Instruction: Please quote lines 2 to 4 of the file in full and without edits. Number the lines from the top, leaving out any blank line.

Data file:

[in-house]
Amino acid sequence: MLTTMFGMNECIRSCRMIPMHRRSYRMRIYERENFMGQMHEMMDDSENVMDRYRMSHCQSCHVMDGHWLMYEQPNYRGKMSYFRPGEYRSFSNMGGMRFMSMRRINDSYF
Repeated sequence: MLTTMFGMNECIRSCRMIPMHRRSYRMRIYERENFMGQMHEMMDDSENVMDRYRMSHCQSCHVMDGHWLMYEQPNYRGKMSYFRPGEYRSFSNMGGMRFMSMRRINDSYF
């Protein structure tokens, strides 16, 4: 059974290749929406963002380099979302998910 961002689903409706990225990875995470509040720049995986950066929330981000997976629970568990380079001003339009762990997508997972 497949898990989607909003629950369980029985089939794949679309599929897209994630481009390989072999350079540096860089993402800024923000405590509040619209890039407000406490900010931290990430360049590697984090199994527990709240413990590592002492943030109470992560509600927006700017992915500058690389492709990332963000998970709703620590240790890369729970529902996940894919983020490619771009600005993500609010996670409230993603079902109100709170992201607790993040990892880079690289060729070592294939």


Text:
Amino acid sequence: MLTTMFGMNECIRSCRMIPMHRRSYRMRIYERENFMGQMHEMMDDSENVMDRYRMSHCQSCHVMDGHWLMYEQPNYRGKMSYFRPGEYRSFSNMGGMRFMSMRRINDSYF
Repeated sequence: MLTTMFGMNECIRSCRMIPMHRRSYRMRIYERENFMGQMHEMMDDSENVMDRYRMSHCQSCHVMDGHWLMYEQPNYRGKMSYFRPGEYRSFSNMGGMRFMSMRRINDSYF
């Protein structure tokens, strides 16, 4: 059974290749929406963002380099979302998910 961002689903409706990225990875995470509040720049995986950066929330981000997976629970568990380079001003339009762990997508997972 497949898990989607909003629950369980029985089939794949679309599929897209994630481009390989072999350079540096860089993402800024923000405590509040619209890039407000406490900010931290990430360049590697984090199994527990709240413990590592002492943030109470992560509600927006700017992915500058690389492709990332963000998970709703620590240790890369729970529902996940894919983020490619771009600005993500609010996670409230993603079902109100709170992201607790993040990892880079690289060729070592294939």